In order to truly understand complex instructions and regulations that deal with healthcare, personal safety, and business, someone would need to speak English “very well.” Peoplenot understanding these instructions and regulations due to a language barrier could put their life, and potentially the lives of others, at risk. Effective government and healthcare recommendations will mean nothing if significant portions of the American population are not able to understand and take them to heart due to a language barrier.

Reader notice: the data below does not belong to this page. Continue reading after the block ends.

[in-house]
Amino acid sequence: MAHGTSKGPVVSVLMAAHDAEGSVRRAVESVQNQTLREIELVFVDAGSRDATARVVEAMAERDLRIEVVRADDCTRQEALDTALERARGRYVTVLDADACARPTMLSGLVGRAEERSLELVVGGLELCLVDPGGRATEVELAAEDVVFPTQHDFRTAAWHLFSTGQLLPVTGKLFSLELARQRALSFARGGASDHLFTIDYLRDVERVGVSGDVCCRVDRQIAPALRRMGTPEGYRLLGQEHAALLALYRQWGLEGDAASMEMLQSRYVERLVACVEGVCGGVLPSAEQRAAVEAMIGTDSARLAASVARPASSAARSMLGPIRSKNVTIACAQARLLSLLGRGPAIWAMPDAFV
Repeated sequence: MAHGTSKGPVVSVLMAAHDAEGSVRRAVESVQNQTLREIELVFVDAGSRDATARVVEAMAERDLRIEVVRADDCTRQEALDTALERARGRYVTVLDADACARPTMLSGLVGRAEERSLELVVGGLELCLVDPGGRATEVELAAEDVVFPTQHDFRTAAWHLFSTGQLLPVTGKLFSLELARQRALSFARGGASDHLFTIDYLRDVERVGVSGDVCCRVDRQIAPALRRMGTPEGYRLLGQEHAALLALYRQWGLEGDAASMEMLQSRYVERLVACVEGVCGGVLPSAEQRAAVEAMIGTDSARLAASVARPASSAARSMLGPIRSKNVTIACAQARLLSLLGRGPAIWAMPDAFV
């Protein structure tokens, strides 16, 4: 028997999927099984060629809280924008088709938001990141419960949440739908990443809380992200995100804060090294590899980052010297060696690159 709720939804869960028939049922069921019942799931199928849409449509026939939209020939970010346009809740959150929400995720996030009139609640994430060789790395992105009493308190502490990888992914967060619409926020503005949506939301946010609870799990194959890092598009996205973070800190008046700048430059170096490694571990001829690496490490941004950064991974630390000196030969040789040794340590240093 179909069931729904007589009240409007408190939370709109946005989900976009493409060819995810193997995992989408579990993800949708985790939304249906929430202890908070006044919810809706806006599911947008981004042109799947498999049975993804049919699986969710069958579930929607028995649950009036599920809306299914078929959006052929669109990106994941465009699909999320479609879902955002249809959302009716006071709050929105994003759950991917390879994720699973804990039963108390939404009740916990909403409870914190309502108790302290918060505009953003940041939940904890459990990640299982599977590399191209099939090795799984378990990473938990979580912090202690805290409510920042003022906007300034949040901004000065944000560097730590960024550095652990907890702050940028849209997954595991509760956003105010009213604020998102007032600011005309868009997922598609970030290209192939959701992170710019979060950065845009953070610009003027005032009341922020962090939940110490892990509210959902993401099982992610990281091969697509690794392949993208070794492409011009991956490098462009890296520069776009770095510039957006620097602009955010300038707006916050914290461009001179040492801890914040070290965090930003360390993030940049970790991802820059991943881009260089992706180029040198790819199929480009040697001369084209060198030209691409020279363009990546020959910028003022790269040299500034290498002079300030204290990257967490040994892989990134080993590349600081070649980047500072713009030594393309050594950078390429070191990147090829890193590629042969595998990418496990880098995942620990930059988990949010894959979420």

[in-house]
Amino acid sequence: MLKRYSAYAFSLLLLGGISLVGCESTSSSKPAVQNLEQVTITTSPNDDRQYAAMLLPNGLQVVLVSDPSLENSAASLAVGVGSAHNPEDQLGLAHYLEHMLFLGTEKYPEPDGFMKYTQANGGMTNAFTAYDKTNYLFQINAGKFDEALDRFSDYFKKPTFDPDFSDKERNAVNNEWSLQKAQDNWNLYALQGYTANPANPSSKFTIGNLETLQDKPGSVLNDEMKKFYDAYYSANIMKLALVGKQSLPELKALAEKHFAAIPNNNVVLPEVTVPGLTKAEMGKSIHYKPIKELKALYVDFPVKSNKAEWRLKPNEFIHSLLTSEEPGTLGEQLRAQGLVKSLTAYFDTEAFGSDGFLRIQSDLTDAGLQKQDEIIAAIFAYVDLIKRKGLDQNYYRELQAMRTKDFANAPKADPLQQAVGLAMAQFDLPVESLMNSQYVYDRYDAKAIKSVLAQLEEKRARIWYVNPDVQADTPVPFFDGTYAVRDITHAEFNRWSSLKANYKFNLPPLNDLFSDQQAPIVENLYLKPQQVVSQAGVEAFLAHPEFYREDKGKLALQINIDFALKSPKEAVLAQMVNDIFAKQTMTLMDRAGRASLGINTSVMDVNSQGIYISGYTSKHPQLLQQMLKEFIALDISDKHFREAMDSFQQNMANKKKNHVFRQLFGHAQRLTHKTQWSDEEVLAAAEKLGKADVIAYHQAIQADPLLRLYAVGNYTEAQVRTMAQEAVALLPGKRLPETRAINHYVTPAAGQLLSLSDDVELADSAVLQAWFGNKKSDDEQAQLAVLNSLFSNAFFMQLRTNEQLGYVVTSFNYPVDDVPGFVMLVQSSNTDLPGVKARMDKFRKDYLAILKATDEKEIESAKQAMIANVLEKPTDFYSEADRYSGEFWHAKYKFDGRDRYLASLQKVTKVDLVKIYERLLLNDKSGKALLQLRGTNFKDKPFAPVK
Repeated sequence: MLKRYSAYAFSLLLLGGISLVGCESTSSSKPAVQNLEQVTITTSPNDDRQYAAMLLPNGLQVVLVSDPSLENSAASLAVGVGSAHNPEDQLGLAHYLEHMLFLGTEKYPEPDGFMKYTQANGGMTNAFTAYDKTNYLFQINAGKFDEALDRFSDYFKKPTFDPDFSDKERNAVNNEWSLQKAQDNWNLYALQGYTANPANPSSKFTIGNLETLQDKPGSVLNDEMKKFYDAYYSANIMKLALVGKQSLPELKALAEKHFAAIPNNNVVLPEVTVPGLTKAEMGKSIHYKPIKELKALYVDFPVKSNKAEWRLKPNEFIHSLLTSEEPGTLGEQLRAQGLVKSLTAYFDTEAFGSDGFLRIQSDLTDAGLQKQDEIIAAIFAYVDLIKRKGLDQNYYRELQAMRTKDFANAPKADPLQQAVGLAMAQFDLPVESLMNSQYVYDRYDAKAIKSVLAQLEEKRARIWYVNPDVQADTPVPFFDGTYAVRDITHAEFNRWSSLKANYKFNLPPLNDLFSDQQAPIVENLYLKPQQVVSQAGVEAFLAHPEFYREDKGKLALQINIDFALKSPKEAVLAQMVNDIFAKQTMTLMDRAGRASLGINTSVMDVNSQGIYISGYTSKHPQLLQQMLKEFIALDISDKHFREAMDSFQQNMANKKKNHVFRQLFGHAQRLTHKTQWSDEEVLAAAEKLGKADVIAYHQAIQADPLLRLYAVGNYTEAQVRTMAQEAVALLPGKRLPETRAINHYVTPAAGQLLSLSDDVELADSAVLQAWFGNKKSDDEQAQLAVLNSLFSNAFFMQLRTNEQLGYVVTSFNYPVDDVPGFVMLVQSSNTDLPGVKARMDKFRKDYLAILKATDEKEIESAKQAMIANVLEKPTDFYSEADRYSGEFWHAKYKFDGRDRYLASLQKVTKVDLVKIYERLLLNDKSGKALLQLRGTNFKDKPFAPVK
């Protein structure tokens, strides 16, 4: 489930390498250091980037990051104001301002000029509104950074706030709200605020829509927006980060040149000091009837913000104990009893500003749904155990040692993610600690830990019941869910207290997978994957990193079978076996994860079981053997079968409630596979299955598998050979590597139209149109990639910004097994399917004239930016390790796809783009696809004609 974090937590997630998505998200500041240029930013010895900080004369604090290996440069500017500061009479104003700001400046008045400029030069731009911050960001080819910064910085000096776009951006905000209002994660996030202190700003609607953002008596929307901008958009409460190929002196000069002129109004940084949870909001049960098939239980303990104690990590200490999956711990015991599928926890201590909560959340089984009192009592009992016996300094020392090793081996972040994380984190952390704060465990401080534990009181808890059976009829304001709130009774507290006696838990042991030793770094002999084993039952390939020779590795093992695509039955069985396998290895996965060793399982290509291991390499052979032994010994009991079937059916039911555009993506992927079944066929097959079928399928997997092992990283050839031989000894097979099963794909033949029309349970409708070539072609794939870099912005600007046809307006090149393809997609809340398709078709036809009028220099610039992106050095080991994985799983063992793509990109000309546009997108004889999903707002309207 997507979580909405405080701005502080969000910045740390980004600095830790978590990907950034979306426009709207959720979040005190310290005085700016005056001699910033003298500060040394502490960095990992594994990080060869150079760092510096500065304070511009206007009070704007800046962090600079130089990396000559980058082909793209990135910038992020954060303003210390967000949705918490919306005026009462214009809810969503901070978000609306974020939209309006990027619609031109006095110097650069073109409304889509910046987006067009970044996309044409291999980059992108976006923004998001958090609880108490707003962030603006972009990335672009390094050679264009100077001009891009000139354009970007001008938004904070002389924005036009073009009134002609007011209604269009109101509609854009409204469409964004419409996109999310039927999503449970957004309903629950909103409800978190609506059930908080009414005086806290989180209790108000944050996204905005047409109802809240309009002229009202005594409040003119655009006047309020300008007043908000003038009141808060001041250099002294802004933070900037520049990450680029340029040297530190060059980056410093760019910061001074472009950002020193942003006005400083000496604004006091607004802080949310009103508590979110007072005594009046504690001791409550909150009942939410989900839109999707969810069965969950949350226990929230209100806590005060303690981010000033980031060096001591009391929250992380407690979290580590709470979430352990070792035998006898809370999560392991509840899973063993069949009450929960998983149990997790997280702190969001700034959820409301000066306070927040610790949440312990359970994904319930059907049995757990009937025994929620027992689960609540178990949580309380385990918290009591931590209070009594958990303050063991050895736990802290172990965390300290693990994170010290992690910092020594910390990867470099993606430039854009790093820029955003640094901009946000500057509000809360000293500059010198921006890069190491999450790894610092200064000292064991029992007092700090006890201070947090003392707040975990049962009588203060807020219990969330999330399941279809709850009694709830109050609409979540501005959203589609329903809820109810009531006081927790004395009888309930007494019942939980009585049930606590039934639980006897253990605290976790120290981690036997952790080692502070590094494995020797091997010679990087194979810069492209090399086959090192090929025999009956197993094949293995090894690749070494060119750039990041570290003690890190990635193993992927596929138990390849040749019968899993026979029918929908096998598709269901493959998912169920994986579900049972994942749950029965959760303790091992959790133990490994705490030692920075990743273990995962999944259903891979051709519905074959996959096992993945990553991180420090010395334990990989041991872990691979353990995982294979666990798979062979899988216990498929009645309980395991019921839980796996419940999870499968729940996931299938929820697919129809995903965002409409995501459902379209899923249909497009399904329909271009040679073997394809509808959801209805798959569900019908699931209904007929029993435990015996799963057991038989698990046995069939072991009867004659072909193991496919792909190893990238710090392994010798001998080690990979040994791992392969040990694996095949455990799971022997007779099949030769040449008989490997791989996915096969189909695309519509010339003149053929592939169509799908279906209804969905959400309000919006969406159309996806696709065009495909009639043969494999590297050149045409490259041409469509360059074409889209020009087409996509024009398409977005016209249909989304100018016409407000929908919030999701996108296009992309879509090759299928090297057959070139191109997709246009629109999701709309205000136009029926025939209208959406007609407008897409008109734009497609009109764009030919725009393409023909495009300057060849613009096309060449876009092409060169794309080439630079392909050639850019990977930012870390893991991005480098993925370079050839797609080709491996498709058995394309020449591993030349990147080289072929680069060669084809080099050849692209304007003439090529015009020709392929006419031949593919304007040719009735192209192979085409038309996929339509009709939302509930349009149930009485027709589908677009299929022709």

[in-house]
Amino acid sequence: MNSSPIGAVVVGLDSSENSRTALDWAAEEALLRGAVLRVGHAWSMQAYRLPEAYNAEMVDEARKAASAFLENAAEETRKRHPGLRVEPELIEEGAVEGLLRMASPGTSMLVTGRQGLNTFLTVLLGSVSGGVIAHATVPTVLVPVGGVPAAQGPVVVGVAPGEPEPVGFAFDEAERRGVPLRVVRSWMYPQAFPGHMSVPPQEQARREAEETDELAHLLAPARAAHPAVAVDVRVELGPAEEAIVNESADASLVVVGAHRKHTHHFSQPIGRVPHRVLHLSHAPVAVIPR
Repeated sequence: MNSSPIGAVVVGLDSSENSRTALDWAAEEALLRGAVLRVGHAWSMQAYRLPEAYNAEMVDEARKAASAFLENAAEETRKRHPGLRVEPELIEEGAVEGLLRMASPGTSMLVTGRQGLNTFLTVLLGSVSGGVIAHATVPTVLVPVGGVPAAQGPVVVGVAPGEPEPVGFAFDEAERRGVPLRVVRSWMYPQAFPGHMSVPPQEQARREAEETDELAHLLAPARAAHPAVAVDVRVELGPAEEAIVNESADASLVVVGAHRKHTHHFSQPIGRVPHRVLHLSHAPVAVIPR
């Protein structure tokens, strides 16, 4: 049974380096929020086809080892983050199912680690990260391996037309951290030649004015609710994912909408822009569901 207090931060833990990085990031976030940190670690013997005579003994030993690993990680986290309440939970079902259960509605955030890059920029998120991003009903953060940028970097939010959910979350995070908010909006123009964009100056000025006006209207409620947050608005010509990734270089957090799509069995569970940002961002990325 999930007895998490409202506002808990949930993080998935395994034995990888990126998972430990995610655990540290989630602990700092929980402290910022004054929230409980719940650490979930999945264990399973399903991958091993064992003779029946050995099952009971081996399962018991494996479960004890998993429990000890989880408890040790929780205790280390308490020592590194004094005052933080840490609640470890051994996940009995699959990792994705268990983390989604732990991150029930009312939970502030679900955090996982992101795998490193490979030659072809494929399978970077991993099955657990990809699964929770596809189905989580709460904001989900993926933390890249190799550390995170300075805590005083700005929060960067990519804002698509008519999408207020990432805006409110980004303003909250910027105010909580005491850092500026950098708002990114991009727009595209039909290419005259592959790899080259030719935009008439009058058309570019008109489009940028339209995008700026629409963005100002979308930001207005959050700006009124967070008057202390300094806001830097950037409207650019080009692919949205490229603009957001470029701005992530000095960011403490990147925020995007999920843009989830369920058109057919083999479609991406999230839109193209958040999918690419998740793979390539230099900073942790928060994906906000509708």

Local leaders, especially, can lead the charge in reopening the United States, because they know their communities better than federal officials in Washington D.C. or even than their own state governments. They can identify the key language groups in their communities and encourage translation of resources and instructions from the government and healthcare providers to those groups. Local minority owned businesses are often the cultural and commercial hubs of the community they serve. For example, growing up in Miami, Florida, I saw that there were numerous Cuban restaurants that acted as informal community spaces and news often spread within the community through these restaurants, and always in Spanish. This happens all across the United States through nearly every community with a concentration on a specific ethnic group.